ACE-ENA Spotlight: High-Resolution Snapshots Help Solve Cloud Mysteries

Published: 12 August 2021

Editor’s note: Susanne Glienke, a postdoctoral research associate at Pacific Northwest National Laboratory (PNNL) in Washington state, worked on the Aerosol and Cloud Experiments in the Eastern North Atlantic (ACE-ENA) field campaign in the Azores. This campaign took place during summer 2017 (June to July) and winter 2018 (January to February). Glienke sent in this update on ACE-ENA research.

Portrait of Susanne Glienke, Pacific Northwest National Laboratory. Photo is by Andrea Starr, PNNL.
Susanne Glienke

Warm marine clouds are arguably some of the easiest clouds to measure. These clouds are at a low altitude, making them relatively accessible, and liquid drops are relatively easy to detect and size. At the same time, they cover huge areas of the Earth for extended periods of time, which makes them important in a global context. As an example, a change in droplet sizes in marine clouds could lead to a change in global temperature, which shows just how important it is to accurately know the droplet sizes of existing clouds. And yet there are still unanswered questions, both due to the remoteness of the clouds over the ocean and limited measurement technologies.

ACE-ENA addressed the remoteness of clouds around the Azores by using the ARM Aerial Facility Gulfstream-159 (G-1) research aircraft. The campaign also addressed some important measurement limitations by using novel and well-established measurement techniques.

Cloud probes used during the ACE-ENA campaign
Figure 1 shows cloud probes mounted underwing on the G-1 aircraft during ACE-ENA: the two-dimensional stereo probe (2D-S), high-volume precipitation spectrometer (HVPS), fast cloud droplet probe (FCDP), and holographic detector for clouds (HOLODEC). Image is adapted from ARM.

One novel technique for measuring cloud droplet size distributions is used by the holographic detector for clouds (HOLODEC, shown in Figure 1), a cloud probe I mentored as a graduate student during ACE-ENA. Instead of the more traditional approach of measuring one droplet at a time, HOLODEC takes a snapshot of a localized sample volume of about 13 cm3 and can determine a statistically relevant size distribution from this snapshot without averaging over long distances. At a measurement rate of 3.3 Hz and an aircraft speed of 100 m/s, this results in a localized size distribution about every 30 m. HOLODEC provides the three-dimensional (3D) locations of the droplets within the sample volume and gives two-dimensional (2D) images of the detected drops, as shown in Figure 2.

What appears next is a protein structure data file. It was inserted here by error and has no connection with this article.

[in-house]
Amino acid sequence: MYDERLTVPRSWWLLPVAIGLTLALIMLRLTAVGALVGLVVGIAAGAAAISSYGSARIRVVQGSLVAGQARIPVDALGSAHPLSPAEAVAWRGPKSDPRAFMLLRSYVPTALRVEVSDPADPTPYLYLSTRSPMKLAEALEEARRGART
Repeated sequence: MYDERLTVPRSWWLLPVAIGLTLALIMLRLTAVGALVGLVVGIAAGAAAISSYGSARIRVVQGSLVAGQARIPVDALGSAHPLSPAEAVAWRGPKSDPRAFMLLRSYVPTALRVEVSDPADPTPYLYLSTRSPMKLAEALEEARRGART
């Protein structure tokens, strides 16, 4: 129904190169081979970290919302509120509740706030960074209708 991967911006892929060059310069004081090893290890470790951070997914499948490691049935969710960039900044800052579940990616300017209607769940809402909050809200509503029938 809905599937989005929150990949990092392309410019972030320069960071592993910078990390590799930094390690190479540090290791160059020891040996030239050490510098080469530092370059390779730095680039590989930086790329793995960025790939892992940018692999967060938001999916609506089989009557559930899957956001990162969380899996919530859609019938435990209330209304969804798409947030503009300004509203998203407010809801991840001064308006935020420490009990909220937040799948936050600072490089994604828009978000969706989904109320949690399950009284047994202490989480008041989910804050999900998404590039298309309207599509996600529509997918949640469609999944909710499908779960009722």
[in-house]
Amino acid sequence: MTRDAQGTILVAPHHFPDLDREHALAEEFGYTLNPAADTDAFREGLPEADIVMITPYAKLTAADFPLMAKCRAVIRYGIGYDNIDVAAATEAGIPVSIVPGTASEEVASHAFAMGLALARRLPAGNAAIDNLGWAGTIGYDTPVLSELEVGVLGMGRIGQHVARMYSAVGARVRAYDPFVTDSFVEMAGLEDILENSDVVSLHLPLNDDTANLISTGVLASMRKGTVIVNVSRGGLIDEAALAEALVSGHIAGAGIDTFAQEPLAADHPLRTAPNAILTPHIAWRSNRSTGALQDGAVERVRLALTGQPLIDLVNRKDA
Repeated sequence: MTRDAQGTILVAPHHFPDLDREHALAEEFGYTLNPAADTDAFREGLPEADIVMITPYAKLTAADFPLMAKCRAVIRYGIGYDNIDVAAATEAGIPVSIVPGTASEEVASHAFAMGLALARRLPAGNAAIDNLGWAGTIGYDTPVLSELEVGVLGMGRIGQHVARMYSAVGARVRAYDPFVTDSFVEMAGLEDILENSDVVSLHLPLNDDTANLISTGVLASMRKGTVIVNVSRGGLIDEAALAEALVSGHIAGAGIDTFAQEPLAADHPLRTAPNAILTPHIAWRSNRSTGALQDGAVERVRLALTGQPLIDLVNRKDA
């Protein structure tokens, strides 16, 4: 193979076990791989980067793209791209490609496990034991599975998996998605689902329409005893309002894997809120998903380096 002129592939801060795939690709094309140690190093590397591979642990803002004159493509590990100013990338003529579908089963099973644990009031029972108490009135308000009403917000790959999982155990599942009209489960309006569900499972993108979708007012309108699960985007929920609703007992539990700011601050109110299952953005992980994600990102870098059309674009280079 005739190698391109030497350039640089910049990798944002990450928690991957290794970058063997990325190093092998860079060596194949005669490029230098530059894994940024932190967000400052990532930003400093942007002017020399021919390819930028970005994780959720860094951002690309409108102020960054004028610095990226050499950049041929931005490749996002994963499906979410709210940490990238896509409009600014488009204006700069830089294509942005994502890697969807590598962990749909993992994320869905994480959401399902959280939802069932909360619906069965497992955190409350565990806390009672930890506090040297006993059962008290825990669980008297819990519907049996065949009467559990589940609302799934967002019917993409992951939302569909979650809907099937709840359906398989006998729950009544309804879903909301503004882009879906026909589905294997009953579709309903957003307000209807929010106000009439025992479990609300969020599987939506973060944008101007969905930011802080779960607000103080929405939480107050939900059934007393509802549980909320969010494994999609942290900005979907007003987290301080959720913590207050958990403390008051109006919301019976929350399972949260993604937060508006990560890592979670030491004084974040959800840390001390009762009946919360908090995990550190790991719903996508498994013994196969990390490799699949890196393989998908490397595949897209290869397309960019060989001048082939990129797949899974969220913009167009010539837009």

One challenge of HOLODEC is the huge amount of data (under a terabyte collected from each flight and easily doubled during processing) and the computational effort needed to obtain the size distributions. Initially, only a few days were processed and made available because of this limitation. Since then, as a postdoc at PNNL, I have increased the processing using extensive ARM computing resources. HOLODEC data from 15 of the 39 ACE-ENA flights are available now in the ARM Data Center, and more are coming soon; hopefully, the entire data set is completed within a matter of months. At the same time, there are ongoing efforts to improve the data quality.

Data from one snapshot—or hologram—taken by the HOLODEC instrument during ACE-ENA
Figure 2 illustrates data from one snapshot—or hologram—taken by HOLODEC during ACE-ENA. Raw holograms are reconstructed to give 2D images and 3D positions of droplets within one hologram. The z-position is the distance between the instrument arms, and the x- and y-positions are the area of the hologram. The lower right corner shows a local size distribution derived from this single hologram. Figure is by Glienke.

This data set is extremely useful to determine cloud probe performance. HOLODEC can detect droplets in the size range of 6 to about 1,000 microns, which partially overlaps with the size range of other cloud probes. Most cloud probes deployed during ACE-ENA have a different size range, but we can compare and validate their measurements in the overlapping size range. If the instruments agree despite having different measurement techniques, it is more likely they all accurately capture reality, while a disagreement must be investigated further. Initial analysis shows quite good performance overall, with a few deviations under investigation.

Measuring local size distributions can help with understanding cloud microphysical processes. For example, the data from ACE-ENA have been used to examine turbulent entrainment mixing processes (Desai et al. 2021). In that case study, we determined the mean radius and number of droplets in each hologram, which can be used to determine the type of mixing within a cloud. Homogeneous mixing indicates that the entrained air—i.e., the clear, dry air mixed into the cloud—and cloudy air are mixed fast, and all droplets evaporate equally, whereas inhomogeneous mixing is slower and patchier, resulting in some droplets evaporating more than others. We found that the type of mixing differs with height, in this case with more inhomogeneous mixing close to the cloud top and homogeneous mixing at the cloud bottom.

Check out HOLODEC and other ACE-ENA data in the ARM Data Center.

Reference: Desai N, Y Liu, S Glienke, R Shaw, C Lu, J Wang, and S Gao. 2021. “Vertical variation of turbulent entrainment mixing processes in marine stratocumulus clouds using high resolution digital holography.” Journal of Geophysical Research: Atmospheres, 126(7), e2020JD033527,